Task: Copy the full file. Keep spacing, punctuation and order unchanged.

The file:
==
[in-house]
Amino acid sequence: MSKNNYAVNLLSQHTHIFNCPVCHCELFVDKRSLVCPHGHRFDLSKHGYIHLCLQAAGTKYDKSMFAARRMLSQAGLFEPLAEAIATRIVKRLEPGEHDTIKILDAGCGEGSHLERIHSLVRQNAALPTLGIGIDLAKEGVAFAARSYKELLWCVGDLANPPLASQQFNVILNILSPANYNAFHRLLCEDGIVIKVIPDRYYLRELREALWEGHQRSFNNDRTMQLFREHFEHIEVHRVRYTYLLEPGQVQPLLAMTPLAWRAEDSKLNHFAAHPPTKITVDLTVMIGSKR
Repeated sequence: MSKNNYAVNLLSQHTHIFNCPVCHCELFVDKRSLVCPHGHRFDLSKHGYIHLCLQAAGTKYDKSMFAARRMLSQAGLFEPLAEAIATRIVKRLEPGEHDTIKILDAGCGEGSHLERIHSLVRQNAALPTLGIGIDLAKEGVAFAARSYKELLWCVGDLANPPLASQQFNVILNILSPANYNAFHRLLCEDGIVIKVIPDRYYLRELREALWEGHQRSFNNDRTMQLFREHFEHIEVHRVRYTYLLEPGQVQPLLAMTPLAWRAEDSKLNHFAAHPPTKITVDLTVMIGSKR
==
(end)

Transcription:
[in-house]
Amino acid sequence: MSKNNYAVNLLSQHTHIFNCPVCHCELFVDKRSLVCPHGHRFDLSKHGYIHLCLQAAGTKYDKSMFAARRMLSQAGLFEPLAEAIATRIVKRLEPGEHDTIKILDAGCGEGSHLERIHSLVRQNAALPTLGIGIDLAKEGVAFAARSYKELLWCVGDLANPPLASQQFNVILNILSPANYNAFHRLLCEDGIVIKVIPDRYYLRELREALWEGHQRSFNNDRTMQLFREHFEHIEVHRVRYTYLLEPGQVQPLLAMTPLAWRAEDSKLNHFAAHPPTKITVDLTVMIGSKR
Repeated sequence: MSKNNYAVNLLSQHTHIFNCPVCHCELFVDKRSLVCPHGHRFDLSKHGYIHLCLQAAGTKYDKSMFAARRMLSQAGLFEPLAEAIATRIVKRLEPGEHDTIKILDAGCGEGSHLERIHSLVRQNAALPTLGIGIDLAKEGVAFAARSYKELLWCVGDLANPPLASQQFNVILNILSPANYNAFHRLLCEDGIVIKVIPDRYYLRELREALWEGHQRSFNNDRTMQLFREHFEHIEVHRVRYTYLLEPGQVQPLLAMTPLAWRAEDSKLNHFAAHPPTKITVDLTVMIGSKR